In addition to the rheological behavior, the viscosity of a material is also strongly dependent on temperature. Generally, in the case of liquids the viscosity decreases with increasing temperature. This can have a strong impact. For example, the viscosity of a typical engine oil decreases by a factor of three when the temperature is increased from 23 °C to 50 °C.


Impact of Rheological Properties on the Performance of Static Mixers

The optimal achievable mixing quality depends on the type of mixer, the number of mixing elements, the mixing ratio, and the viscosity ratio of the two components. A pre-defined mixer generally achieves the best mixing quality when materials with a mixing ratio of 1 to 1 and the same viscosity are mixed.

In many cases, however, this optimum condition does not exist and a rather high-viscous, shear-thinning resin is to be mixed with a rather low-viscous Newtonian curing agent. Since optimum mixing occurs at equal viscosity, it is advantageous to select a mixer that mixes at a shear rate that results in equal viscosities of the two components.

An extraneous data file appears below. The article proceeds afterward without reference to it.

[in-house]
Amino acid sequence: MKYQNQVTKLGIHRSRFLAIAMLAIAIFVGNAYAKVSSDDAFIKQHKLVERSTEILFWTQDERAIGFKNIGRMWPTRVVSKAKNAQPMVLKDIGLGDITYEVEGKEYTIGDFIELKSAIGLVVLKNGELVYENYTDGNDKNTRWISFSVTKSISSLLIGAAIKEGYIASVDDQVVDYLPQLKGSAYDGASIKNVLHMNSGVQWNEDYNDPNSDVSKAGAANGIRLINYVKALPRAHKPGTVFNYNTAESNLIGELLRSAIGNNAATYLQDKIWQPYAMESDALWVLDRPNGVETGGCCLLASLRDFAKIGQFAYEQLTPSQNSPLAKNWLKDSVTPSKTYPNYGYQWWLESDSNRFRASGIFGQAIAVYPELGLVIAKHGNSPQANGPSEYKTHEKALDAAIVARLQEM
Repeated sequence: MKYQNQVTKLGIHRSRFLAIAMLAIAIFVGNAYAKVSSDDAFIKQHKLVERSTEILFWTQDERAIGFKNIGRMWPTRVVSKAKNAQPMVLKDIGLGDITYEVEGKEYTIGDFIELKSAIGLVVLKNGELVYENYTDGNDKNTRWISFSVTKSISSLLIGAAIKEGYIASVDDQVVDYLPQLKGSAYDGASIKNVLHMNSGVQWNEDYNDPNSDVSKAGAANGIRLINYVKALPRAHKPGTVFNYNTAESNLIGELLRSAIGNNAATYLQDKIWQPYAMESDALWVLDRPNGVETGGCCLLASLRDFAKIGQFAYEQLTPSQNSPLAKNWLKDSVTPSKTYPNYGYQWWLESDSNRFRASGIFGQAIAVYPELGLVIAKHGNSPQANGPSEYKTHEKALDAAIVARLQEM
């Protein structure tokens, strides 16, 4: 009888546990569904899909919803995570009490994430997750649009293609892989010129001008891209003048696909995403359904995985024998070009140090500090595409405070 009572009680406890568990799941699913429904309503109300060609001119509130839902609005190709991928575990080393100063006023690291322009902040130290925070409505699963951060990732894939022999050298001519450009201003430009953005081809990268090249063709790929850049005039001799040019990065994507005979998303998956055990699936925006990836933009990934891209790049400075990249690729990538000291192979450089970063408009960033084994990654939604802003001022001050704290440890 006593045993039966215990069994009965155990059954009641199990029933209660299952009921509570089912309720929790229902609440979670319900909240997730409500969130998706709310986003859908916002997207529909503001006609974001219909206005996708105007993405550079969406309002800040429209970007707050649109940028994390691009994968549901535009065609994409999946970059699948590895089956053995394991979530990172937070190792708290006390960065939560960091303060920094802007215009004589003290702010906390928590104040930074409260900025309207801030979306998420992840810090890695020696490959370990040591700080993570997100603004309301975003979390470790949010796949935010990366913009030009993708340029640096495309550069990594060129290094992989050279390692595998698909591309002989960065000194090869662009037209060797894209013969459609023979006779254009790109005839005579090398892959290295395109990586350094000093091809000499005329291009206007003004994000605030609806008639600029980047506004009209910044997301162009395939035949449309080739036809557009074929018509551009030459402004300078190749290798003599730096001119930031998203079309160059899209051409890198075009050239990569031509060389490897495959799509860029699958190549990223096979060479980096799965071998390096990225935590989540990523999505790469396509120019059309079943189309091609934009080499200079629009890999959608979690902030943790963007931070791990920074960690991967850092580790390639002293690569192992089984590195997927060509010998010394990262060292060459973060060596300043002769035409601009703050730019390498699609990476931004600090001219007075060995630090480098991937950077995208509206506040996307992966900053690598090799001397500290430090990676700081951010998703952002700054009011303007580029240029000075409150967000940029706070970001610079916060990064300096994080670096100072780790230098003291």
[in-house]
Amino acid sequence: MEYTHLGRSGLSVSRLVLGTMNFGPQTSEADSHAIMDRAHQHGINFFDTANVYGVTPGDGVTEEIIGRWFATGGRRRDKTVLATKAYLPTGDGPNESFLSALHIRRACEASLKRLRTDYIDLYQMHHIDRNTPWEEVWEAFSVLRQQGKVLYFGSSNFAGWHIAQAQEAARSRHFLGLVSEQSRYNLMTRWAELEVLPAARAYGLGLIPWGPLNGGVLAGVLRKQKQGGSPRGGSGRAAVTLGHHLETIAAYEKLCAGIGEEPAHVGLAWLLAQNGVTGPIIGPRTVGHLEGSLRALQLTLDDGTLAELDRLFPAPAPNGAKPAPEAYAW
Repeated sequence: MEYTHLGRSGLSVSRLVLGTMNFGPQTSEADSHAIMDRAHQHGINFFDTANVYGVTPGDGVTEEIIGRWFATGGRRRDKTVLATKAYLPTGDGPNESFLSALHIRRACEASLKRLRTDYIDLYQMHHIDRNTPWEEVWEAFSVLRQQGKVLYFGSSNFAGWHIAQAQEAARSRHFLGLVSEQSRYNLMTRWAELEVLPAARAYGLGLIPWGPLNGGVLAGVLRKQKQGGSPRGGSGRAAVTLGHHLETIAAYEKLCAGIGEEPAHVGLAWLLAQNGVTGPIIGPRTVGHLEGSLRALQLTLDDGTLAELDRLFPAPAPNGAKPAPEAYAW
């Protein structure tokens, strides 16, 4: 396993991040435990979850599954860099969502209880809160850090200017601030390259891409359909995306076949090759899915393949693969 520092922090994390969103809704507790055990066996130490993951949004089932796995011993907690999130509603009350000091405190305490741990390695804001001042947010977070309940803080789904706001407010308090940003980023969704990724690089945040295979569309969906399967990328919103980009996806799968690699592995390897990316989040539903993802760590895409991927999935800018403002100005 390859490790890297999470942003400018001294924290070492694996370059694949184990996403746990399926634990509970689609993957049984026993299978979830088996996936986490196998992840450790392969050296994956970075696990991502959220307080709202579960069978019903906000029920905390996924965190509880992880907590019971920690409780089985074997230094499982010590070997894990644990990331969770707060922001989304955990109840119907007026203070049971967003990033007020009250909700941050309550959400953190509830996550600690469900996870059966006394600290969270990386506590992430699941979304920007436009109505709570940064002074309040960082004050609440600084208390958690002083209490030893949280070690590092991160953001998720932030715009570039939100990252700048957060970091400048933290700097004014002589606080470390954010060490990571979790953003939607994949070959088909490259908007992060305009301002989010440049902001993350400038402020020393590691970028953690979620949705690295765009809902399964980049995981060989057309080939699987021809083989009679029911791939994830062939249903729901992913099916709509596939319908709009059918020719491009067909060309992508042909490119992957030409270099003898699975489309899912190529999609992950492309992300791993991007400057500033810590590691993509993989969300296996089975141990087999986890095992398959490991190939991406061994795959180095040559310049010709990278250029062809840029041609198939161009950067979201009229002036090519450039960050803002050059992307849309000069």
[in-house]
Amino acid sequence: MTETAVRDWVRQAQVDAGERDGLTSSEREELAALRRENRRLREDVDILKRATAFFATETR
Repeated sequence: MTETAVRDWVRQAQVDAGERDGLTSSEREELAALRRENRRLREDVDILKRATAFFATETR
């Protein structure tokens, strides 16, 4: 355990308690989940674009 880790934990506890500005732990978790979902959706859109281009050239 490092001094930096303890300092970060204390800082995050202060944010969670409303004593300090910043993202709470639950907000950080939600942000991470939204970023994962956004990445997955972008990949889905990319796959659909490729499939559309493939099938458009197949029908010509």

However, the rheological behavior of the material not only influences the mixing quality, but in particular also the pressure loss in the mixer. If, for example, a high-viscous material is to be discharged with a high volume flow, the resulting high pressure loss in the mixing element leads to high mechanical loads on the cartridge and the mixer housing. These loads can have a negative impact on functionality (pre-flow of one component, blow-up of the cartridge or mixer housing) or ultimately even damage the plastic parts.